Cadmium: The importance of this non-essential trace metal in urology

Scott, Robert (1984) Cadmium: The importance of this non-essential trace metal in urology. MD thesis, University of Glasgow.

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This work gives an insight into the damaging effects which cadmium produces in terms of altered calcium metabolism resulting specifically in a steady rise in the prevalence of renal stone disease in a group of workers who were monitored annually from 1975 to 1982. The men in question were very heavily exposed to cadmium and when compared to a reference population it can be seen that the mean levels of blood cadmium in the group were always at least five times greater than the normal population. By careful annual follow up it was also possible to show that despite a complete and instant cessation of exposure to the metal the blood cadmium levels, like the urine cadmium levels did not immediately return to normal but remained constantly elevated. At the levels of exposure this must indicate a very large body burden of cadmium and what is more, despite the large amounts being lost by excretion in the urine, a mobilisation of cadmium must be taking place from large deposits in bones and other sites. In order to assess the significance of the biochemical parameters found in the group under study, it was necessary to look at a variety of different groups of workers who were involved in different occupations within the factory under particular study or who were involved in different cadmium processes in a variety of different factories. The study of these different groups has enabled me to examine the different biochemical parameters across a wide spectrum of workers and has resulted in the clear demonstration that the workers in the principal study group had clearly been the most seriously affected with respect to exposure to cadmium. It has also been possible to demonstrate that workers beyond the immediate location of cadmium exposure appear to have a greater than normal risk of having higher blood cadmium levels than normal subjects and also a greater likelihood of having damaged cells as a potential nucleus for renal stone formation. When such foci are present and are combined with altered calcium and phosphate excretion then it should be less than surprising to discover that stone formation is a major effect of chronic cadmium poisoning. Because of the random population survey which had been undertaken by myself along with other helpers it was possible to demonstrate that the prevalence of stone disease in this area is 3.5%. At the initial examination of the coppersmiths in 1975 it was immediately obvious that the prevalence of stone disease in the group was 18.5% - a figure which is comparable to other reports. It is surprising therefore that there does not seem to be any follow up by those other workers specifically to discover whether or not the rate of stone disease remains the same or as has been found in the present study steadily increases with time. In the coppersmiths group in 1982 the prevalence of stone disease reached over 40%. Interestingly the subjects most likely to develop stone disease were those who initially were found to have subnormal or low normal serum inorganic phosphate values. Apart from the clinical problems of stone disease, the presence of an unexplained and persistent hyper-calciuria is highly significant to the long term welfare of the individual. In rather specialized circumstances in Japan it has been demonstrated in post menopausal women in whom the effects of repeated pregancies have already presumably reduced skeletal calcium that excess cadmium can result in a severe osteo malacia described as itai-itai disease. Although our studies have not found such severe skeletal effects nevertheless there is evidence that a whole body deficiency of calcium does occur in the workers examined as evidenced by the in vivo neutron activation study. It is therefore considered essential that in the general assessment of possible metabolic abnormalities likely to be found in the examination of a stone subject the demonstration of idiopathic hyper-calciuria should alert the examiner to the possibility that a cause for the hypercalciuria could be chronic cadmium exposure. The latter can be excluded by a careful industrial history together with measurements of blood and urine cadmium along with estimations of serum calcium, inorganic phosphate and urinary protein estimations.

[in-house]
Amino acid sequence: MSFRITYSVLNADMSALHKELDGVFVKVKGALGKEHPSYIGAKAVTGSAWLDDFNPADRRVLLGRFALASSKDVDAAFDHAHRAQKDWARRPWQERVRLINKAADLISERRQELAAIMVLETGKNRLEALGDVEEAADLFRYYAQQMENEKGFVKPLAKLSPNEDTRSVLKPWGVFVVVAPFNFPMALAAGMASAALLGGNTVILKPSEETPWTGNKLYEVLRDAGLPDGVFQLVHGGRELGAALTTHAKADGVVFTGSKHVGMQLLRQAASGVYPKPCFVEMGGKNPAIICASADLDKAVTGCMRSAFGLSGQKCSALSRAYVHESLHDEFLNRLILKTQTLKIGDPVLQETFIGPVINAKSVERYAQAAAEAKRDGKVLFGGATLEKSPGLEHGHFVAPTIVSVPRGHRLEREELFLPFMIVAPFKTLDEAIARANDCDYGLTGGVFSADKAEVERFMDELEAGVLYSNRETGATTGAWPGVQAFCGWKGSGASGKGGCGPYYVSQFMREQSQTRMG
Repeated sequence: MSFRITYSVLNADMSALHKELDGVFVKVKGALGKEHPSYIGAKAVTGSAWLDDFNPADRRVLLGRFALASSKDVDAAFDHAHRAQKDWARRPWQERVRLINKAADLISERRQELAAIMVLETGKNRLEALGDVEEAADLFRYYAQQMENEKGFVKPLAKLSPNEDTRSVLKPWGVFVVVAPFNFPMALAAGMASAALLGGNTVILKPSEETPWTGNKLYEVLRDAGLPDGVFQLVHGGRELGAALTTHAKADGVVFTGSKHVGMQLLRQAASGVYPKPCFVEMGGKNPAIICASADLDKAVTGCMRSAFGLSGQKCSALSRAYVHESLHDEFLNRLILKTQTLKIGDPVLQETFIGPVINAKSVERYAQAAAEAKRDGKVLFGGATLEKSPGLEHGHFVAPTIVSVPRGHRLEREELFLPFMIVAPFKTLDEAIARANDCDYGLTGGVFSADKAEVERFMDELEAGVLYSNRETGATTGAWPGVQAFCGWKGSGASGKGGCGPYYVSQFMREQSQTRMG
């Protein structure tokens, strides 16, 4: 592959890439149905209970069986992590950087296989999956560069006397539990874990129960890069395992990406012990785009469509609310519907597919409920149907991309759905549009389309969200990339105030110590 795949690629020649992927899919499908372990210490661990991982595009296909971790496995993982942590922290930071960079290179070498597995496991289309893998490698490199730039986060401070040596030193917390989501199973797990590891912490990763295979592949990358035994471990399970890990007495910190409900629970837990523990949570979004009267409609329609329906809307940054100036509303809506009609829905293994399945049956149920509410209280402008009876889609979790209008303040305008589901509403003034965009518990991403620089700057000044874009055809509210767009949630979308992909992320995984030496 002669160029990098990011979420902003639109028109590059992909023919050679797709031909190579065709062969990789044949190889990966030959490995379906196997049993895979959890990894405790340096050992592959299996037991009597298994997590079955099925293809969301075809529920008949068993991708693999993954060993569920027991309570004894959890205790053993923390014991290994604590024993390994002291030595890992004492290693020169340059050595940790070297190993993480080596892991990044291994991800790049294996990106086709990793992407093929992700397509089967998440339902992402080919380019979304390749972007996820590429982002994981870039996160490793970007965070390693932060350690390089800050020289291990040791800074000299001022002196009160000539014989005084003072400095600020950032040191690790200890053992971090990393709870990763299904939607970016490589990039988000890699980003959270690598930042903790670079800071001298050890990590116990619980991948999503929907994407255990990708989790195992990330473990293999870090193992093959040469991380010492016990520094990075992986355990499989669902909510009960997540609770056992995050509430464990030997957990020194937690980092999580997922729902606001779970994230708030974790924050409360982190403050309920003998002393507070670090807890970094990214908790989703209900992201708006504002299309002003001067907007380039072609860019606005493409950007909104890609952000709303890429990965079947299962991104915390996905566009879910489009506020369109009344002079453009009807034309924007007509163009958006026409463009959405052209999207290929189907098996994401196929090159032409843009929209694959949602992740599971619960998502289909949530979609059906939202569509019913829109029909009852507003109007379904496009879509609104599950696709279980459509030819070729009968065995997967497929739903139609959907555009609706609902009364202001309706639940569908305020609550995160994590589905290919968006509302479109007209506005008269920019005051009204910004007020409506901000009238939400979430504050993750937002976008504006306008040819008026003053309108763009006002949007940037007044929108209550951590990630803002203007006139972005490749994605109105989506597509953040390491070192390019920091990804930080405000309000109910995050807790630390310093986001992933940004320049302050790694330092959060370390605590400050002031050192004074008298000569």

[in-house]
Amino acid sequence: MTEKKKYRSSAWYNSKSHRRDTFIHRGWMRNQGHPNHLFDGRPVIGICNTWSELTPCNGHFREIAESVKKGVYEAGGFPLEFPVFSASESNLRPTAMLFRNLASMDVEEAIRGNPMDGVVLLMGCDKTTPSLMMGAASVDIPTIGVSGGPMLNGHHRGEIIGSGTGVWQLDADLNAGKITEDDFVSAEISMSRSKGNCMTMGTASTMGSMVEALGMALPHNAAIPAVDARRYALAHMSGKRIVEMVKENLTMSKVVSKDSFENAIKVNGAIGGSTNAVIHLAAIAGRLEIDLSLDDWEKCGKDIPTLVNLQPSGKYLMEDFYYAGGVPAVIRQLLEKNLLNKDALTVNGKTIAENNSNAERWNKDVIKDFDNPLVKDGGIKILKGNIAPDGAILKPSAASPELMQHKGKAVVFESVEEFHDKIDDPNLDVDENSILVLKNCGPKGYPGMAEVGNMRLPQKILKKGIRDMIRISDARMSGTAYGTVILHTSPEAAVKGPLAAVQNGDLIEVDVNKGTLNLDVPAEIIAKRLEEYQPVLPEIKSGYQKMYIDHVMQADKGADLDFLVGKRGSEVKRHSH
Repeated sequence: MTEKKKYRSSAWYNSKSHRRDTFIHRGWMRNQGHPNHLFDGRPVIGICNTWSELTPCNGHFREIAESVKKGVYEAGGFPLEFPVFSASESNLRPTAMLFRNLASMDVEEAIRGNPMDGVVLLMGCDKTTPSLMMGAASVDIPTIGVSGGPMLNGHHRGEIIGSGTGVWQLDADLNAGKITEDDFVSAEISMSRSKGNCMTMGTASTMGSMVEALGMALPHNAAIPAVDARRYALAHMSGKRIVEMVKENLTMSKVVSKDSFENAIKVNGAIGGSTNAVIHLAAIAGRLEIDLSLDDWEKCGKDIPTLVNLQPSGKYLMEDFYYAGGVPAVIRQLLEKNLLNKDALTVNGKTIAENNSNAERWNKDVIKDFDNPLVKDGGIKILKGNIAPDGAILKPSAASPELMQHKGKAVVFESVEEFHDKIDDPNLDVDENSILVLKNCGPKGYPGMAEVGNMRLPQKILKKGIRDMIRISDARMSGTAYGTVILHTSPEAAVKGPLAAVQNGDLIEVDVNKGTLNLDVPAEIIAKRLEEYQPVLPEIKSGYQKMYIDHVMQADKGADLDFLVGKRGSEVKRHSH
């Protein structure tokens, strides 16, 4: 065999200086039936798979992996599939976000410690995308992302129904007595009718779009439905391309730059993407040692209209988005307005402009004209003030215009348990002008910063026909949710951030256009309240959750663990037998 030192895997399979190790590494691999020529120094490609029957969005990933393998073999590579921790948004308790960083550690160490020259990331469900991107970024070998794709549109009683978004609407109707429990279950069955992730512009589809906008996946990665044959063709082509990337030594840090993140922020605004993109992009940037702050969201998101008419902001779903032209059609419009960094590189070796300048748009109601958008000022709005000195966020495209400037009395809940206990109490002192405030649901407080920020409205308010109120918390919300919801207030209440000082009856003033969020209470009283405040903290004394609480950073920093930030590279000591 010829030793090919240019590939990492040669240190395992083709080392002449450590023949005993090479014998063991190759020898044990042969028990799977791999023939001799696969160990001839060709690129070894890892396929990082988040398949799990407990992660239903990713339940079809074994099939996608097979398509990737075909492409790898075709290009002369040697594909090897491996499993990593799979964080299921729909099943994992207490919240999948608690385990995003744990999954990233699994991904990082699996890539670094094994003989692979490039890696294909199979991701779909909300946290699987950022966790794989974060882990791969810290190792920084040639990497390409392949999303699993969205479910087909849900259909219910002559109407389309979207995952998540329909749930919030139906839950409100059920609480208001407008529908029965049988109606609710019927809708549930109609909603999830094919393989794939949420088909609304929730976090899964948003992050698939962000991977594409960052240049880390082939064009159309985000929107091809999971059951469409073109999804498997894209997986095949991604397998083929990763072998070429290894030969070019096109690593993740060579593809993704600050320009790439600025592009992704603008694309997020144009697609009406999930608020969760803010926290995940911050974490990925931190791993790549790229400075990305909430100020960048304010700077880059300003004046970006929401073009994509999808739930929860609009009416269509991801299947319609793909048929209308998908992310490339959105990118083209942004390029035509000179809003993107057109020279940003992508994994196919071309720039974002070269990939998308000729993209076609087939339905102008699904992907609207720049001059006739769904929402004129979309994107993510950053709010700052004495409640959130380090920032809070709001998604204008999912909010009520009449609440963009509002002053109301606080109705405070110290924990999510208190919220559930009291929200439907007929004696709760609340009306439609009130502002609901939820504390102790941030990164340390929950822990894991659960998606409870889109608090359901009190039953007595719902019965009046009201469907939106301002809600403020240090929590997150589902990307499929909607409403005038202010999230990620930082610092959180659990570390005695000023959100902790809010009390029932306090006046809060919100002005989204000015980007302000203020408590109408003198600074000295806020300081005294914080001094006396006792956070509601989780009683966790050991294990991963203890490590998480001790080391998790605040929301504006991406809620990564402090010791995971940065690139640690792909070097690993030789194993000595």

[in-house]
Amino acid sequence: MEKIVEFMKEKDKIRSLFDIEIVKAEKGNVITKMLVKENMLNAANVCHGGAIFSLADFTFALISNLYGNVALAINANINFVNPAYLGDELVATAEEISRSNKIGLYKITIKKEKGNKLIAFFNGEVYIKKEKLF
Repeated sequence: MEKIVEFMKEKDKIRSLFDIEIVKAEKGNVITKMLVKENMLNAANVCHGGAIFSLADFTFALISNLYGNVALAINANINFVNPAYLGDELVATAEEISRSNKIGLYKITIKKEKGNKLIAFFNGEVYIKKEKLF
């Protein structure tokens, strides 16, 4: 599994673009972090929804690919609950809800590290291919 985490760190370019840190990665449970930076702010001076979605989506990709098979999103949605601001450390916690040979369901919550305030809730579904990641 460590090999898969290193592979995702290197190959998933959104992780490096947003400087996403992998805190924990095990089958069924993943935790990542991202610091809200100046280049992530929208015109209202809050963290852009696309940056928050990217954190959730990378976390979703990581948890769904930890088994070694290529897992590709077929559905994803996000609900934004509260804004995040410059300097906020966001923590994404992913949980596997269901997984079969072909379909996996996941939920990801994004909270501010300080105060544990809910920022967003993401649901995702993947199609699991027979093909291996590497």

Item Type: Thesis (MD)
Qualification Level: Doctoral
Keywords: Medicine, Biochemistry
Date of Award: 1984
Depositing User: Enlighten Team
Unique ID: glathesis:1984-76538
Copyright: Copyright of this thesis is held by the author.
Date Deposited: 19 Nov 2019 14:12
Last Modified: 19 Nov 2019 14:12

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